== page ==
‘Affordable homes’ building at 25 year low

  • 21 Nov 2016

howardchapmanHoward Chapman, Buildingtalk Editor looks at the latest ‘Affordable Housing Supply’ report that shows 52% fewer affordable homes have been built than last year – and the lowest number for 25 years. Homes are a key part of the infrastructure of the nation and we need find new solutions that offer a realistic prospect of ‘affordable homes for all’.

Affordable Housing Supply report

The Department for Communities and Local Governement has just published its latest ‘Affordable Housing Supply’ report that shows the level of affordable house building has dropped to the lowest for 25 years with just 32,110 affordable homes were delivered in England in 2015/16. This included 6,550 social rent, 16,550 affordable rent and 9,010 affordable home ownership, shared ownership and intermediate rent.

52% less new affordable homes

Overall, this is a staggering 52% lower than the number of affordable homes built in the previous year. However, this reflects the transition from the 2011- 2015 programme to a new Affordable Houses and Shared Ownership programmes that should help improve the numbers going forward. But this is not going to meet the growing demand for affordable housing.

Housing Crisis

This latest report on the shortage of affordable housing is just one of many recent reports into Britain’s housing crisis.

The Redfern review detailed the catastrophic slump in home ownership as real house prices jumped 151% since 1996, while real earnings rose only by a quarter of this.

Pete RedfernChief Executive at Taylor Wimpey said in the preface to the report “The nation faces a housing crisis, at the heart of which is the falling rate of homeownership”. But it could be argued that the recent focus has been almost solely on new build homes that have made a few housebuilders big profits (including Taylor Wimpey – last full year profits up 34%), but does not address the massive shortfall in affordable homes to buy or rent.

Build-to-rent boom with new investors

The private rental sector is becoming increasingly important. The government set up a £1 billion fund to pump-prime build-to-rent projects. Estate agent Knight Frank estimates that £15bn has already been invested this will grow to nearer £50bn by 2020.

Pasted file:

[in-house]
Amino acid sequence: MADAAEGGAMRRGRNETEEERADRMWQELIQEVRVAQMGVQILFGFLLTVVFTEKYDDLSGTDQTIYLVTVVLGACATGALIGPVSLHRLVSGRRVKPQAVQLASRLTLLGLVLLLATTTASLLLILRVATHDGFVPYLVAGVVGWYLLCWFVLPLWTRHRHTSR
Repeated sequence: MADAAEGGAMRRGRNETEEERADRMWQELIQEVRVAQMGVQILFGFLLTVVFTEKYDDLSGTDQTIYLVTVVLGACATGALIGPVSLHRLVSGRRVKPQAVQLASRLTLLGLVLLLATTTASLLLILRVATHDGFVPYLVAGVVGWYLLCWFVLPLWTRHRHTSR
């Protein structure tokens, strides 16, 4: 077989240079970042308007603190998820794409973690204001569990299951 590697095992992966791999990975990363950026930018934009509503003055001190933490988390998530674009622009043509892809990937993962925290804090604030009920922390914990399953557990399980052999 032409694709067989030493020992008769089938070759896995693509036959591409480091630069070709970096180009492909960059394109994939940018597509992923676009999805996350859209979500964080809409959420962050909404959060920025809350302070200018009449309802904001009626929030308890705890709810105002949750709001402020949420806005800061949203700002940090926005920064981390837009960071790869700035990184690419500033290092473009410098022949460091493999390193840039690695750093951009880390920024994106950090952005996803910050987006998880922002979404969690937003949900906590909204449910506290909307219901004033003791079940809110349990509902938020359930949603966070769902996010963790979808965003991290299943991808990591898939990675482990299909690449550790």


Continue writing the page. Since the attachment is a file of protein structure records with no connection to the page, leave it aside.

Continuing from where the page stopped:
New large corporate investors are coming into the build to rent market including the big UK insurance companies like Legal & General and Aberdeen Asset Management, plus investors from Sweden, Germany and Canada, and US companies like Greystar.

Could new rail and road projects deliver housing?

Some of the major infrastructure transport projects could also help deliver affordable housing if the government decides that the supply of affordable housing should be part of the UK infrastructure plan. For example, Crossrail 2 could deliver huge amounts of housing in the capital but only if the government devolves powers to London councils. Back in the summer this created headlines that highlighted the opportunities by saying that Crossrail 2 could become a ‘housing project with a railway thrown in’.

Affordable homes for all

Continuing as we are is making the situation worse, with ever more expensive homes, less available land and a shortage of skilled workers.

We need a vision that sees affordable homes for all as part of the real infrastructure of the nation, and a vision that offers new solutions.

Links to related statistics

Affordable starts and completions funded by the HCA and the GLA

Delivery of affordable housing in London

Help to Buy (Equity Loan scheme)

One comment on “‘Affordable homes’ building at 25 year low

  • eMoov chief executive Russell Quirk, speaking to Business Insider UK, said that he believes that the government needs to go further to have any chance of mending ‘Britain’s broken housing market’.
    Here are his top suggestions:

    1. Re-designate the swathes of unattractive parts of the green belt as ‘grey’ belt. He says many parts of the green belt are neither rural nor picturesque and should be exempted from the policy. For example, industrial estates, scrap yards, etc. that are technically in the green belt but should all be reclassified as “grey belt” to enable planning officers to approve housing developments on this land.

    2. Force councils to identify their own land that is not being used. A system of incentives and penalties for councils could ensure that the scheme is implemented, rather than simply being talked about.

    3. Set up a government-owned development company. He means a government-owned developer, not a panel or a commission. One that identifies suitable land, takes a planning application through the formal process itself, hires the construction contractors, and builds the housing itself.

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